The marathon long run is an ambitious thing to take on, but those who set their eyes on it are quite ambitious and ready to succeed.
In my opinion it is the most important marathon training workout in your marathon training schedule. The endurance and mental power you get from these runs will greatly boost your marathon confidence and chances to succeed.
You will need the following eight tips to make it through training and successfully through your first marathon race.
Tip 1: Compete with yourself
It’s always fun to look at the times of others who have whizzed through and won marathon races, but you should resist comparing your own times to theirs.
You are competing with yourself and no one else. That is where your mindset should be if this is your very first time preparing for the marathon long run pace.
When you go out on your weekly long runs as part of your marathon training, make it a competition with yourself. You may not be able to beat seasoned marathon runners just yet, but you can beat yourself and see your times progress.
Tip 2: Keep your expectations realistic
You aren’t going to take off in this first marathon and win first place. That just doesn’t happen for most long distance runners. Keep your expectations realistic and set goals that you can actually achieve.
For instance, many runners go into their first marathon with the simple goal of making it to the end. If they train properly, it is something they can really achieve and that will give them freedom to set their expectations a bit higher the next time around.
If your goal is to win or beat the time of some professional race, you are going to get discouraged when your training long run times fall short of that goal. Don’t do that to yourself and just keep it real right from the start.
Know your goals and know that you actually have a chance of achieving them.
Tip 3: Secure a safe indoor place to train
The number one reason many people stop training for a marathon long run is the weather. They are unable to get outdoors for their training sessions so they start to push them back until they are so far off schedule they will never be prepared for the big event. Then they quit or say they will try again next year.
Don’t let this happen to you! Plan for the weather right from day one. There may be days that are too hot to run outside safely, so don’t just assume because it is summertime you will be safe.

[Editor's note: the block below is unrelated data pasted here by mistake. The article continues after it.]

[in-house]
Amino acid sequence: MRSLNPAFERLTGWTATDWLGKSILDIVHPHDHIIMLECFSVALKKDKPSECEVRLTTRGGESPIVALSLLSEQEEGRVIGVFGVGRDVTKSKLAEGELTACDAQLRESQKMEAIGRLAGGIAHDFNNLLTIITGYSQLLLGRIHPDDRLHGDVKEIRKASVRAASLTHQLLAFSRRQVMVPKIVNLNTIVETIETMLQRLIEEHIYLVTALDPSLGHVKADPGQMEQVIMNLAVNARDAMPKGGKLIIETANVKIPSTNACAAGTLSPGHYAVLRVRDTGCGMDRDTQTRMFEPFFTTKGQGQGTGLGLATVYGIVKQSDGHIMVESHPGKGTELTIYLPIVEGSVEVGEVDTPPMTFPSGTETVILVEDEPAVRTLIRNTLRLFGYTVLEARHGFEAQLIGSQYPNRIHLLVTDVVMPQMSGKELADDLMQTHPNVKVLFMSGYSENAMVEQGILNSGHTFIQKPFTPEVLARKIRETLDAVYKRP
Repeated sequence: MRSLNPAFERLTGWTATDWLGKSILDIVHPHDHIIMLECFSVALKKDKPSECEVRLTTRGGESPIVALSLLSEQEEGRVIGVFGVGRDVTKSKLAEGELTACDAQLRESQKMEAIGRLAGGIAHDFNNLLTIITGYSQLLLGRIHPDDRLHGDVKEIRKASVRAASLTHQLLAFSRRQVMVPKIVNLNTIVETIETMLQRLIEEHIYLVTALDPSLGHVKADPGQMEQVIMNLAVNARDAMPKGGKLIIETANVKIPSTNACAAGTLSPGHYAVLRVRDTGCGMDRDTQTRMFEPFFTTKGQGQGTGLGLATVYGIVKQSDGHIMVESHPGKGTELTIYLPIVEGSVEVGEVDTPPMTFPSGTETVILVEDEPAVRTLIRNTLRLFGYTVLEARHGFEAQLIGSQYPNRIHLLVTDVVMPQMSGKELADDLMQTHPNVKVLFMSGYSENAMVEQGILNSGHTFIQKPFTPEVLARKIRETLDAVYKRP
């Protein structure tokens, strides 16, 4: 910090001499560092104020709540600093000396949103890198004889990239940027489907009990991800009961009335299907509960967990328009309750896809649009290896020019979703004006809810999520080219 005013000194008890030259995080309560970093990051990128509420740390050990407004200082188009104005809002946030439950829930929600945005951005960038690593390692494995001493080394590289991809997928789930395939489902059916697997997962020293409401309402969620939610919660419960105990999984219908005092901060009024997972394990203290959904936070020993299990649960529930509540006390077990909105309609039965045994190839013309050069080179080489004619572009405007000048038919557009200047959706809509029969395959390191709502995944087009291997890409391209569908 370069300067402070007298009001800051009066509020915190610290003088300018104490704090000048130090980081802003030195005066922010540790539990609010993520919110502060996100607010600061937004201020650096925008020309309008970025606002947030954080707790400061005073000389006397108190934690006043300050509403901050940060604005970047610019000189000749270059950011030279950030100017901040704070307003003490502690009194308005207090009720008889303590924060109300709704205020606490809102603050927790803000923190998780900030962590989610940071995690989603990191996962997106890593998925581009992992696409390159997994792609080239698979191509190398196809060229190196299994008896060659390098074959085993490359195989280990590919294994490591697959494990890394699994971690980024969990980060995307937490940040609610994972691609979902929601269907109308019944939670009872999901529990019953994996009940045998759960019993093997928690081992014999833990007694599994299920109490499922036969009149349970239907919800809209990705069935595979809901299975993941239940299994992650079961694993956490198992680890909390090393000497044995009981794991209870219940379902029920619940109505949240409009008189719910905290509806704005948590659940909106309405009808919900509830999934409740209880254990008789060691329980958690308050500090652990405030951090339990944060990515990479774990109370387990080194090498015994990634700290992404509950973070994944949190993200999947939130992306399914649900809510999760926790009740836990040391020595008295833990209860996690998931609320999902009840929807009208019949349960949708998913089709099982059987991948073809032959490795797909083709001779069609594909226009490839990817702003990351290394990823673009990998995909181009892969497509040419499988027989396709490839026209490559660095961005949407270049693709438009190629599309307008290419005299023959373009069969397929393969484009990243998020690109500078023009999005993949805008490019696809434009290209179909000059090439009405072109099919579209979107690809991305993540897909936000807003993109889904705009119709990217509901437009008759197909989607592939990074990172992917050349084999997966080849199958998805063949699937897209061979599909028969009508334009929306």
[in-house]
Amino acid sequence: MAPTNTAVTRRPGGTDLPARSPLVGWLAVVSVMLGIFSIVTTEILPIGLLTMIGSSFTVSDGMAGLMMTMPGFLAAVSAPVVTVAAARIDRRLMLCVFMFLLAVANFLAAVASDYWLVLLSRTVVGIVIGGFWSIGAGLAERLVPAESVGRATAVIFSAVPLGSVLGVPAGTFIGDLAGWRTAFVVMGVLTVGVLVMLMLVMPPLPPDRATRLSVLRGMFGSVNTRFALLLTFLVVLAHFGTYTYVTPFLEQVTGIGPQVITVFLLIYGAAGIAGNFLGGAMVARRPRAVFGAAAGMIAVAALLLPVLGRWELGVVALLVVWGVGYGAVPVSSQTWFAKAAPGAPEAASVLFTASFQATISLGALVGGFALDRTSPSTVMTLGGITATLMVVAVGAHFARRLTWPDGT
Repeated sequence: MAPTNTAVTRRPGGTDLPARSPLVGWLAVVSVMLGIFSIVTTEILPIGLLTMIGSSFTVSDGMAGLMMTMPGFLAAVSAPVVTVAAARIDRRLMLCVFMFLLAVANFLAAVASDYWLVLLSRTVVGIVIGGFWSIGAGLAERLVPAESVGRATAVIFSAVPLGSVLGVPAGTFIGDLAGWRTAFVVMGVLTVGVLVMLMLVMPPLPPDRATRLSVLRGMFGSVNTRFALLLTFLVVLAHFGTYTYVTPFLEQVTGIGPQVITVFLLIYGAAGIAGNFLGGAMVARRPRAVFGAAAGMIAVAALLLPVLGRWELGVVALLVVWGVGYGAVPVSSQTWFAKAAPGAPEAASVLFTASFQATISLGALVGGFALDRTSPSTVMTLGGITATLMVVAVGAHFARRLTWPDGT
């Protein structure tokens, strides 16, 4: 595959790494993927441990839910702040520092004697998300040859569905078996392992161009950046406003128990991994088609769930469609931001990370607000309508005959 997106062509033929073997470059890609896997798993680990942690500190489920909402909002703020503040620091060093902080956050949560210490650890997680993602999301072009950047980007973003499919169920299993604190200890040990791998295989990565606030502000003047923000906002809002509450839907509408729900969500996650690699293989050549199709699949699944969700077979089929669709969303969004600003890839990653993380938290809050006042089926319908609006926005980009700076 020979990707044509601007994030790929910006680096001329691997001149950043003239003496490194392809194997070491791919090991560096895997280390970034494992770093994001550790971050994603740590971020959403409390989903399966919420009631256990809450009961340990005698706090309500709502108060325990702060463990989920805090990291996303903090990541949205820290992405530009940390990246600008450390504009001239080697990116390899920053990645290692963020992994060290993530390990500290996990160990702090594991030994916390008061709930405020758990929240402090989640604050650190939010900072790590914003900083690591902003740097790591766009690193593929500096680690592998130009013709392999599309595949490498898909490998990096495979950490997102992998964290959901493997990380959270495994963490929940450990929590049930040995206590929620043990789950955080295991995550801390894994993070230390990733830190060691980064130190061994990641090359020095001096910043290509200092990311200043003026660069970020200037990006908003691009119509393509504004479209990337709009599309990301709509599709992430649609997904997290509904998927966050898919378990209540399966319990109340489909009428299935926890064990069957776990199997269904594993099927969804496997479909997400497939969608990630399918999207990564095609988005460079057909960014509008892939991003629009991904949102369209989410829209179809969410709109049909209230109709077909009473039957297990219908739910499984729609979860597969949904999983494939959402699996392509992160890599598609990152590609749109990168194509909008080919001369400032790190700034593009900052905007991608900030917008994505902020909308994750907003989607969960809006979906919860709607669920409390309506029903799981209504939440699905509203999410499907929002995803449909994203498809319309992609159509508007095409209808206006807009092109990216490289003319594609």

Set up a treadmill inside that can handle intense runs or plan to go to the local YMCA or a gym when you can’t run outdoors.
Tip 4: Never skip your weekly long run
The long runs have to occur every week and they cannot be skipped no matter what. Ok, if you are sick you shouldn’t run.
These runs are what actually train your body to store up the glucose needed to accomplish a marathon long run schedule.
If you aren’t doing the long runs consistently prepare for a huge shock to your system when you set out to actually run the marathon.
Tip 5: Learn about the marathon wall
If you don’t know what the marathon wall is, look it up and learn about it today. Every long distance runner needs to know how to avoid this and what to do if it hits them toward the end of a long race or while out for a marathon long run during training.
Tip 6: Pump up your intake of water
Water is essential to the long distance runner. The moment you decide you want to do the marathon long run is the moment you should start pumping your body with water. This is important all the time, not just before, during and after a long run.
Tip 7: Don’t go too fast too soon
Find a good marathon long run training plan and stick with it. If you push your body too hard too fast you will burn out or end up with an overuse injury to your muscles. Stick to the plan and you will be ready for the marathon long run when the big day rolls around.
Tip 8: Run some of your long runs at marathon pace
Make sure you are pumping your body up to that planned marathon pace during some of your long runs, especially as you get closer to race day. This will help you learn how the pace feels so it is easier to track and maintain during the actual race.